We observed two trends at Panerai during SIHH. Although not communicated as such, but with the new 38mm Luminor Due the company continues to broaden their customer base by being more attractive for ladies. The other trend is the adaptation of additive manufacturing at an industrial scale. With this, they could be more of a trend-setter in the fine-watchmaking space.
Panerai Luminor Due 3 Days
Officine Panerai has been a brand with a spirited fan club. Members were almost exclusively men up until recently. In 2015 the brand started to reduce the sizes of the timepieces and introduce new colours (see the Radiomir 1940 3 Days showed in Hong Kong or the Luminor Due 3 Days Automatic Oro Rosso we saw in Munich). With this they opened the door to women who feel perfectly secure without fairies. We wowed for this back then and with the new Luminor Due 3 Days the trend seems to be continuing in 2018.
With the new collection, it is the first time that Panerai entered the sub-40mm dimension – or at least I don’t know of any other model in this size. Two AISI 316L steel novelties appeared in both 38mm and 42mm sizes and two additional 5NPt red gold (which is Panerai’s alloy with a higher percentage of copper) in 38mm.
All models share the OP XXXIV manufacture calibre, a 4 Hz time and date automatic movement by Panerai.
On a side note, from 2018 onwards Panerai delivers all its models with in-house movements, exchanging the ETA calibres in the Luminor Base Logo and Luminor Marina Logo series also for a new in-house P.6000.
This is the first series of Luminor Due 3 Days watches that have a date function at 3 o’clock. It is even more remarkable knowing how important design balances at Panerai are. The new 38mm models keep the same OP character in a noticeably smaller size.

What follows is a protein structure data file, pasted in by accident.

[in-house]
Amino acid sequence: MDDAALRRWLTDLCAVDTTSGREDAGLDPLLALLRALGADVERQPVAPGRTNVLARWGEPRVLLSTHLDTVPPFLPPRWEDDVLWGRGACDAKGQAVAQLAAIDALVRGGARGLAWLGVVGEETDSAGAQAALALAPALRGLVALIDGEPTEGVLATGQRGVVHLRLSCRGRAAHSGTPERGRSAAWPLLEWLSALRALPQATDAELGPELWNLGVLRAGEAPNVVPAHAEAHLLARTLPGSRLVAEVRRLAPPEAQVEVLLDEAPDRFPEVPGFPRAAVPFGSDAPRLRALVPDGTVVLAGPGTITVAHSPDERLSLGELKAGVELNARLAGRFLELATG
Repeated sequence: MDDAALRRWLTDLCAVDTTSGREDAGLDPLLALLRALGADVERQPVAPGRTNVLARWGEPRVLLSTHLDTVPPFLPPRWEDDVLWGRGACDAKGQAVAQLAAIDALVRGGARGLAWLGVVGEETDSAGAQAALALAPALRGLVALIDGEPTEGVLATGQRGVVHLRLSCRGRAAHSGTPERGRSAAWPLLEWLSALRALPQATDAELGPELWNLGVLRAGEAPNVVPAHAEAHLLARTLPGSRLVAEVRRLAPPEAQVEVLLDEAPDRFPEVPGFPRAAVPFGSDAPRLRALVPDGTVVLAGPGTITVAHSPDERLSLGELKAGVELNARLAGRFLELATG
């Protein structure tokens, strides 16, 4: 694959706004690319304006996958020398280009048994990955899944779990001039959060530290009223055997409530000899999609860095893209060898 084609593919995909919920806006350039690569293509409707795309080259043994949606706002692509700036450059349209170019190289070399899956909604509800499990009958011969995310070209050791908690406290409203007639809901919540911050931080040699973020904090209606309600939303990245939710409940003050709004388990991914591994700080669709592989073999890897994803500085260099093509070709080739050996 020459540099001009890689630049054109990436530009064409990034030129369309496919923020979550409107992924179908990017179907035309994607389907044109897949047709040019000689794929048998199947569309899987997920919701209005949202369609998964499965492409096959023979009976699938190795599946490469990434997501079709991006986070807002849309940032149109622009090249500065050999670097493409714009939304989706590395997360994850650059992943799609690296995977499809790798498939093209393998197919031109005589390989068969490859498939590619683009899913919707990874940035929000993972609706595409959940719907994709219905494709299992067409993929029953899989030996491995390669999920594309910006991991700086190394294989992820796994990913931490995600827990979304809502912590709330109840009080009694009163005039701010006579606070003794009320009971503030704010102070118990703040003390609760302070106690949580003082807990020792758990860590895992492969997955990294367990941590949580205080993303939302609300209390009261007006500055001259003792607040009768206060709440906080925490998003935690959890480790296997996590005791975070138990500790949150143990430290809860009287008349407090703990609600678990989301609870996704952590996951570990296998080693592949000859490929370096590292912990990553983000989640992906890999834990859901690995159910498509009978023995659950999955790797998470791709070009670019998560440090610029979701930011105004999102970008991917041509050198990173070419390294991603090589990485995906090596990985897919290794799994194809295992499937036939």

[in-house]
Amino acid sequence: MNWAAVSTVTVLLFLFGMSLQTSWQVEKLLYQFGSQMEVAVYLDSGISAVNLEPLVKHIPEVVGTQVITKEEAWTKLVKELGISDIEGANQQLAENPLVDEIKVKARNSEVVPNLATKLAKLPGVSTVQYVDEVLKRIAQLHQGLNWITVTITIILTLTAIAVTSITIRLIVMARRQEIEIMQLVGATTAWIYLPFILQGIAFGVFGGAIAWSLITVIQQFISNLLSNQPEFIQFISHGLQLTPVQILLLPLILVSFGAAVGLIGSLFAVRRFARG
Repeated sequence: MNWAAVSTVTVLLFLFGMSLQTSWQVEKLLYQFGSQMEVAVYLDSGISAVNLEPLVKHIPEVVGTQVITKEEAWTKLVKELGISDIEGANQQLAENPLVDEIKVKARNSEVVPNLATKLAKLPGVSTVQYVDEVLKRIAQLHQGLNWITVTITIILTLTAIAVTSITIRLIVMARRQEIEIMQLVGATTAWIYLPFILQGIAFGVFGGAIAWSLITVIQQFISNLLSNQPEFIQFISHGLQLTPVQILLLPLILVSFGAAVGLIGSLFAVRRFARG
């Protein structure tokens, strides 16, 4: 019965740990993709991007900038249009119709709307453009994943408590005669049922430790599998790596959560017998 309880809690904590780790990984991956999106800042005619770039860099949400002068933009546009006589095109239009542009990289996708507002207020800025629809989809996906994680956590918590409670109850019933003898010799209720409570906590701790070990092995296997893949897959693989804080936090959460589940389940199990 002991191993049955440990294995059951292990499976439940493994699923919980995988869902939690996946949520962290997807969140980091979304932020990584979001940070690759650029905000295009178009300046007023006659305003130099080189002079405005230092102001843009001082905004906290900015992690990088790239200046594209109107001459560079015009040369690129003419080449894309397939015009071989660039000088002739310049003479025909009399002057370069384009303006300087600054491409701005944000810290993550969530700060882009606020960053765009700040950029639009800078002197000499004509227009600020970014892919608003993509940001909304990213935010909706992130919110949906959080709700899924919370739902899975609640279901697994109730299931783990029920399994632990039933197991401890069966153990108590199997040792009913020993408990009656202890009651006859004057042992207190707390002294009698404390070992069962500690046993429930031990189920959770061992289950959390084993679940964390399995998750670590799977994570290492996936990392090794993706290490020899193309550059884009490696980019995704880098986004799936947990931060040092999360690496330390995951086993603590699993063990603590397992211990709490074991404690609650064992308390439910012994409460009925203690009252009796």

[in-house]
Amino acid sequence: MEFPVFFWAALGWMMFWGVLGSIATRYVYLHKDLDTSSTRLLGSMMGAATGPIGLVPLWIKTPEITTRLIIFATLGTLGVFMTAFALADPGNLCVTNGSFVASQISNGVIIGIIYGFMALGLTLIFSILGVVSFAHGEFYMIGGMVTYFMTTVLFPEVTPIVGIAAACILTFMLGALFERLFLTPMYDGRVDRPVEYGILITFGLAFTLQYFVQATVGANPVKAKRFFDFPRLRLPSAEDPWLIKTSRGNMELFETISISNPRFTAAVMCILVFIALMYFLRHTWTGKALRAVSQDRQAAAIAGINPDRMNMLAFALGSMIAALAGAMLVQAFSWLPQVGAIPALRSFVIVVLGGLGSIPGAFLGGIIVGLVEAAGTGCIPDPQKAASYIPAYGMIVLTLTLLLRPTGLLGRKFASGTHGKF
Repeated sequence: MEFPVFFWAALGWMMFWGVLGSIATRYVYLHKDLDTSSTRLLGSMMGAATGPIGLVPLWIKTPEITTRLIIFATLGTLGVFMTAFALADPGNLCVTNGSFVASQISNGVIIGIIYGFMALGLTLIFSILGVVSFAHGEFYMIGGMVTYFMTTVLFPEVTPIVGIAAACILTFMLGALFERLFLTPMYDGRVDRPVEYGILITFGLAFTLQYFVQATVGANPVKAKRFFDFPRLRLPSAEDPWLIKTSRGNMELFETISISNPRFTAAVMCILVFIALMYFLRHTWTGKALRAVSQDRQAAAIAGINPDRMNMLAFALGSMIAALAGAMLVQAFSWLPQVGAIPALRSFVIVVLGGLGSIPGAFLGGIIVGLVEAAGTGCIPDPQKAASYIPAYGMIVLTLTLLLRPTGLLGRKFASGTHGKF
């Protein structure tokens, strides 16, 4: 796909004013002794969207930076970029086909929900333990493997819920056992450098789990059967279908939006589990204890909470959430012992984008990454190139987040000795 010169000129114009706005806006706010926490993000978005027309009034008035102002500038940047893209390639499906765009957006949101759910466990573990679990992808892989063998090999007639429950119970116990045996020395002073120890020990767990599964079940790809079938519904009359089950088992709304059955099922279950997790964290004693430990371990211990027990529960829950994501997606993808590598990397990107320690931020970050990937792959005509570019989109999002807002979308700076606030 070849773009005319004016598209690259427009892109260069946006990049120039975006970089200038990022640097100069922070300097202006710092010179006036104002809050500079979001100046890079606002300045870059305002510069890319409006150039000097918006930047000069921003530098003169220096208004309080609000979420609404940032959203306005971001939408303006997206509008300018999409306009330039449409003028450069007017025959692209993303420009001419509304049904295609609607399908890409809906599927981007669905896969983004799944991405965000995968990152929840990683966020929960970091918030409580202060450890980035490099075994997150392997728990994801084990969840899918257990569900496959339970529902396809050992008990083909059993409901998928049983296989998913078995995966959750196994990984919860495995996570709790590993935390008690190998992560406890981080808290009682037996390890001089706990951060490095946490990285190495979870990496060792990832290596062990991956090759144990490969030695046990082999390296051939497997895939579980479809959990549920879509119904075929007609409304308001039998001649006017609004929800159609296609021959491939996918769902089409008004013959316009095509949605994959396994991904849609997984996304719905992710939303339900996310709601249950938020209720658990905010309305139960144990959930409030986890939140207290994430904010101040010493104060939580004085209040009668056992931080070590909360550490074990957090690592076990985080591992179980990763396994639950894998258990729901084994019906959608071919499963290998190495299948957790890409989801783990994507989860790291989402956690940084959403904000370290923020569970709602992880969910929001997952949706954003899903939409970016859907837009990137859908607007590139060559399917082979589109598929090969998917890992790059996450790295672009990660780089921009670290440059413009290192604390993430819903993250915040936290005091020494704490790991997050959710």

Panerai Lo Scienziato
Two years ago, the company presented the 150-piece limited Lo Scienziato or “The Scientist” – Luminor 1950 Tourbillon GMT Titanio, Special Edition. The bold model was even more interesting due to the fact that the titanium case was directly 3D printed. Panerai now launched an unlimited series of the Lo Scienziato created with the same technology.
3D printing is an exciting and emerging technology, which is already widely used in certain industries. It is also called additive manufacturing, because you print from a base material stored in a cartridge in powder form. The shape is designed with CAD (Computer Added Design) software and the printing process is also controlled by a computer. The material can be not just plastic or plastic + metal compounds but pure metal too. Thus it is possible to print a wax mould and fill it with metal, which remains after burning out, or directly print the end-product from metal powder.
Although they are production alternatives, a huge advantage of 3D printing as opposed to CNC milling is that it produces much less waste and requires less energy. Additionally, since 3D prints are built layer-by-layer, new complex shapes are possible – designers can leave out spaces for joints and the entire piece can created at once with moving parts.
In the case of the Panerai Lo Scienziato, the case was 3D printed from titanium powder with hollowed areas to lighten it even further. Each layer of smoothened and melted powder is 0.02mm thick, which means a 12mm case would be cast in 600 laser beaming steps. The rest of the movement and bridges were traditionally produced.
If you are interested in the 3D printing, we recently explored the process with a jewellery designer who directly prints precious metal jewellery. Find it here…
The design of new Panerai Lo Scienziato is slightly different from the 2016 limited edition, thanks to the blue tones on the dial and the strap. The movement is identical: P.2005/T skeletonised and with titanium bridges and plates. The 6 days power reserve is guaranteed by the 3 serially connected barrels. The tourbillon cage rotates on an axis which is perpendicular, not parallel, to that of the balance, and it makes a complete rotation every 30 seconds.
Although many watch companies are using 3D printing, so far they have used it for prototyping or cast the mould from wax and not the metal directly. The technology opens a lot of new possibilities and Panerai is among the pioneers in this sector to build an entire collection around it.
Photo credits: Loupiosity.com.
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